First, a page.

Single Lady Quotes: bell hooks

From Goodreads

I will not have my life narrowed down. I will not bow down to somebody else’s whim or to someone else’s ignorance.

As a young writer, I aspired to be a poet like Ntozake Shange, who distilled so much of the black girl’s experience in her poetry and a warrior like Alice Walker. Intellectually, I yearned for the freedom, clarity and possession that marked bell hooks’ work.
bell hooks was the first black woman intellectual I admired. I read Breaking Bread: Insurgent Black Intellectual Life – a conversation between bell hooks and Cornel West, when I was 13, and never stopped admiring her work. It also allowed me to envision myself as an intellectual in my own right. hooks has written over 30 books.

“To return to love, to get the love we always wanted but never had, to have the love we want but are not prepared to give, we seek romantic relationships. We believe these relationships, more than any other, will rescue and redeem us. True love does have the power to redeem but only if we are ready for redemption. Love saves us only if we want to be saved.”

“Love is a combination of care, commitment, knowledge, responsibility, respect and trust.”

“One of the major tasks black women face as we work for emotional healing is to understand more fully what love is so that we do not imagine that love and abuse can be simultaneously present in our lives. Most abuse is life-threatening, whether it wounds our bodies or our psyches. Understanding love as a life-force that urges us to move against death enables us to see clearly that, where love is, there can be no disenabling, disempowering, or life-destroying abuse.”

“It is the absence of love that has made it so difficult for us to stay alive or, if alive, to live fully. When we love ourselves, we want to live fully…When we love ourselves, we know that we much do more than survive. We must have the means to live fully.”

“Exclusion and isolation, whether they occur through overt or covert acts, have always been useful tactics of terrorism, a powerful way to coerce individuals to conform, to change. No insurgent intellectual, no dissenting critical voice in this society escapes the pressure to conform….We can all be had, co-opted, bought. There is no special grace that rescues any of us. There is only a constant struggle to keep the faith, to relentlessly rejoice in an engagement with critical ideas that is itself liberatory, a practice of freedom.”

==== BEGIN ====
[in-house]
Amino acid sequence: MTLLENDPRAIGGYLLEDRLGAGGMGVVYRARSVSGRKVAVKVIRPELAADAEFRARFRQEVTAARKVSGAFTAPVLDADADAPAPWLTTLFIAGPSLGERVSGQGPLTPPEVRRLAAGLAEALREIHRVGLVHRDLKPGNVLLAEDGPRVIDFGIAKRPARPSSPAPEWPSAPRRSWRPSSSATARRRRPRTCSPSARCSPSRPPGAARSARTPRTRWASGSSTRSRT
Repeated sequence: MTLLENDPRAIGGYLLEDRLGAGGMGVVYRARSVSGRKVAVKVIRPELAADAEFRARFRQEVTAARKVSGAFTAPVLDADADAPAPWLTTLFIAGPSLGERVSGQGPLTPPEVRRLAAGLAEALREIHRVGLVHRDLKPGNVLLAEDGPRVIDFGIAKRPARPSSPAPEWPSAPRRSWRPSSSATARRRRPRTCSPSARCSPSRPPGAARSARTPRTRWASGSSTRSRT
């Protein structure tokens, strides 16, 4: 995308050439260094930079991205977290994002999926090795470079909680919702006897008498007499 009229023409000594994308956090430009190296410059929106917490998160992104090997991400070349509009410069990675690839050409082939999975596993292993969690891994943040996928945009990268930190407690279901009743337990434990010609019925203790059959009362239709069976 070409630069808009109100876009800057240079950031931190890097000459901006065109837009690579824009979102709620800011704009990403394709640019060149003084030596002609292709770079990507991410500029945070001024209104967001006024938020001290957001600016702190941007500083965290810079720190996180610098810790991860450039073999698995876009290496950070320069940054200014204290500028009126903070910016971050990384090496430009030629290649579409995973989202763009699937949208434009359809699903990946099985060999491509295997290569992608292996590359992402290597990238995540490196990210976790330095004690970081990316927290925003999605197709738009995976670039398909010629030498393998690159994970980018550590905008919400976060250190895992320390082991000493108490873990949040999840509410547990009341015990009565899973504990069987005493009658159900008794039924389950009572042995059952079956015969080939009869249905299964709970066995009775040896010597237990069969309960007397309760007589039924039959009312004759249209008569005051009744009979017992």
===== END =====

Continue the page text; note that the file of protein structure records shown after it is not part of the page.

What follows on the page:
NYT: The privileged Americans are marrying which helps them stay privileged

About 41 percent of births in the United States occur outside marriage, up sharply from 17 percent three decades ago.

But equally sharp are the educational divides, according to an analysis by Child Trends, a Washington research group. Less than 10 percent of the births to college-educated women occur outside marriage, while for women with high school degrees or less the figure is nearly 60 percent.

Long concentrated among minorities, motherhood outside marriage now varies by class about as much as it does by race. It is growing fastest in the lower reaches of the white middle class — among women like Ms. Schairer who have some postsecondary schooling but no four-year degree. – Two Classes in America, Divided By ‘I Do.’

I’ve been thinking  about the concept that Stanford professor Ralph Richard Banks describes in his book Is Marriage for White People?  as “white follows black.” He talks about the fact that what happens to black women who may not be following the marital patterns of their predecessors and who face all sorts of social barriers based on their single status, are actually also setting the stage for how life will start to be for white women.

The article above shows that theory might be correct, as flawed as it is. (Side note: I dislike the New York Times’ reductive take on single people, generally, and this piece is no exception).  I have such an odd relationship to privilege, and yet, given my upbringing, it makes total sense. I want enough to do the work that I am passionate about in the world, but I hate privilege because it excludes people who have very little. In fact, I hate most things that exclude people, but that’s the rant of an outsider, and I’ll get to that later.